Around the Web Digest: November 7

I am slowly recovering from the emotions of realizing a racist, misogynistic, xenophobic, and noted reality TV star will be the U.S. president for four long years. The onslaught of articles, op-ed pieces, and commentary trying to explain the cherry on top of a year filled with unprecedented global changes did little to ease the anxiety of seeing the product of dominant economic and political ideologies. Anthropologists are no stranger to the public with articles coming out in force such as:

A two-part series of posts by Paul Stoller on the importance of anthropology before and after November 8th.

The American Anthropological Society pushed for anthropology to be protected in a time where higher education is in peril

The Geek Anthropologist positions public anthropology as expanding conversations outside of academia.

Kristina Killgrove on Powered by Osteons details the experience of teaching students that subscribe to the ideology of Trump. 

Anyone who reads this blog regularly would advocate the importance of anthropology in a globalizing world, but we need more than theory and discussion. Public anthropology that only exists in university classrooms and op-eds does not actually engage the public. What does anthropology do for the student who cannot afford college to attend lectures? Working adults trying to survive in growing economic disparity? How will a new ethnography prevent violence being done to the people we study? What do neologisms that are unintelligible for someone without a humanities degree do for the public? The life of articles in the era of click-bait saturating the social media landscape are days at best. Many Trump supporters have college degrees and had ample opportunity to study the world-shaking discipline of anthropology, what does anthropology do for those who do not want to understand cultural relativism?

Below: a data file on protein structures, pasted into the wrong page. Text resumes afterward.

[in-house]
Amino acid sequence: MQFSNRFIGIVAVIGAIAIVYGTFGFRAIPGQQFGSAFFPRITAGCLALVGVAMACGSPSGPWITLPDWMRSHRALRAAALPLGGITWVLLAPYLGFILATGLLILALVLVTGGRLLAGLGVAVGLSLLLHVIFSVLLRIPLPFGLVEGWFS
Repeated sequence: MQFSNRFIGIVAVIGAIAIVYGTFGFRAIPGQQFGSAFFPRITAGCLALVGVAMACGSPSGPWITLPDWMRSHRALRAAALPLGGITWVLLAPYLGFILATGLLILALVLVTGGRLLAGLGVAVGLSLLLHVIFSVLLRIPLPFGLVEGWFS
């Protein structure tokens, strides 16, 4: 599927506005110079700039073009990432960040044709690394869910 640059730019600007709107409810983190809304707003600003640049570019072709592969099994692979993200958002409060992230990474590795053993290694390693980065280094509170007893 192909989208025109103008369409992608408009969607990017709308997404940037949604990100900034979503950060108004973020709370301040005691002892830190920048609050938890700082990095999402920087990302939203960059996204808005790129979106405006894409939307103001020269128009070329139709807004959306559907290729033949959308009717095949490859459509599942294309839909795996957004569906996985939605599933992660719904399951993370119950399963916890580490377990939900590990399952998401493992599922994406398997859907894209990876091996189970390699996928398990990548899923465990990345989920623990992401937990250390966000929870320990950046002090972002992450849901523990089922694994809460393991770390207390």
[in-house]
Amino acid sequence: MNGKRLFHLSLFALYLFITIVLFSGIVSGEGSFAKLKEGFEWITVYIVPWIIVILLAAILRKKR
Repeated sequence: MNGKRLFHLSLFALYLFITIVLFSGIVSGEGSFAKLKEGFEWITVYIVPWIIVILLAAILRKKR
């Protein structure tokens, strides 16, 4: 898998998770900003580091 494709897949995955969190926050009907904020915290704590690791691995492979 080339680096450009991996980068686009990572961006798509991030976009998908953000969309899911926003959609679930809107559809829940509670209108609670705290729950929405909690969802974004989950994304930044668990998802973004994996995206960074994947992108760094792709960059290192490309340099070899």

Obviously, I see the importance of higher education and anthropological representation in press, but when will conversations lead to action? How does a public anthropology manifest in concrete and material change for the people we engage with? How public anthropology manifests with increasing violence in the U.S. and around the world is still in debate, but it is clear that conversation alone is not enough. Anthropology does not have the luxury of existing solely in print; to do so is to accept irrelevance.

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